You say, “Yeah, okay. I've got peace with God. But what about that suffering part you mentioned?” Well look in Romans 5:3-6, “…we rejoice in our sufferings, knowing that suffering produces endurance, and endurance produces character, and character produces hope, and hope does not put us to shame, because God's love has been poured into our hearts through the Holy Spirit who has been given to us. For while we were still weak, at the right time Christ died for the ungodly.” That's you and me. Suffering is the path to hope. That sounds bizarre, doesn't it? But when you fall off your bike, and you scrape your knee and it's bleeding. And Mommy comes and puts a Band-Aid on, and you hop back on the bike. You're not so scared of falling off again. Why? You've been there, done that. I can endure this. That's what it means. Suffering produces real endurance. When the heats turned up, and you survive, you're like, “Whew, I'm still here, I made it. It's almost Friday.” I mean, we tell each other, “Wow, it's Wednesday, hope you can make it.” In your six-figure job, as you live in a beautiful county, and you just have to suffer through working and, you know, like, man.” No, we get the privilege of living for Jesus. We get the privilege of rejoicing in suffering. Like Paul when they're in the prison and they go out they're singing. In that stinky, rotten, filth-filled prison. They're rejoicing because they were counted worthy to suffer for the Name. They had great character. They had great hope. And they were not ashamed.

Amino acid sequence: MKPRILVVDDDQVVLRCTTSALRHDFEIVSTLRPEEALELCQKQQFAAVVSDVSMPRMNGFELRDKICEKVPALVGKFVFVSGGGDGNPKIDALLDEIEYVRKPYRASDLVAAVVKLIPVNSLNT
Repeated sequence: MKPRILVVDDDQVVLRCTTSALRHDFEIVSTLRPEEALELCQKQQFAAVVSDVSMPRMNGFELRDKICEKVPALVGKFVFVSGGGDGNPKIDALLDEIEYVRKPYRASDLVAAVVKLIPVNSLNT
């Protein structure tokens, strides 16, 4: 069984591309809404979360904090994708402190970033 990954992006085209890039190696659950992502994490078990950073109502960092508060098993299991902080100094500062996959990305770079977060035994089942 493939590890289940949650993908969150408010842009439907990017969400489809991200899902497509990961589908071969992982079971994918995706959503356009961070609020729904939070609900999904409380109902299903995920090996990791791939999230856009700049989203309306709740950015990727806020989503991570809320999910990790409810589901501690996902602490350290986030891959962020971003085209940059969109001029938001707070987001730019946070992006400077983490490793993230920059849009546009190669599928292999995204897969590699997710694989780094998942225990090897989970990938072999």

“Okay, so I have peace. I have suffering. That's an odd connection, but I'm following. Peace, suffering, hope, joy. But what about all the anxiety? What about all the unknowns out there? I can barely get through my day. It feels like I'm having heart murmurs.” Romans 8:28 is your go-to. Paul so lovingly shares this beautiful truth with us. And it is packed with truth. It is not just a, “You will get through your day and God will work it all out.” It is more marvelous than that. Romans 8:28-30. I will read this out of the Legacy Standard Bible:
“And we know that for those who love God all things work together for good, for those who are called according to His purpose.
Because those whom He foreknew, He also predestined to become conformed to the image of His Son, so that He would be the firstborn among many brothers;
and those whom He predestined, He also called; and those whom He called, He also justified; and those whom He justified, He also glorified.”
Now, you can take this however you want. It shows the marvelous outworking of God in all things in the world. It shows the divine election of God. But it shows this unequivocally: that you will stand before God, justified and glorified. I don't know what you're hoping to be encouraged by today. But it gives me great hope, that no matter what, I will one day stand before God justified and glorified. In this tiny little dot on the spectrum of eternity, that we call life on Earth, will be in the background. And I will forever enjoy, as all of you who know Jesus as your Lord and Savior will. We will enjoy being justified before God. That needs to outshine our vacations, that needs to outshine anything we would skip church for, that needs to outshine anything that is wonderful and glorious, that God has given us to enjoy in this world. That needs to be our hope.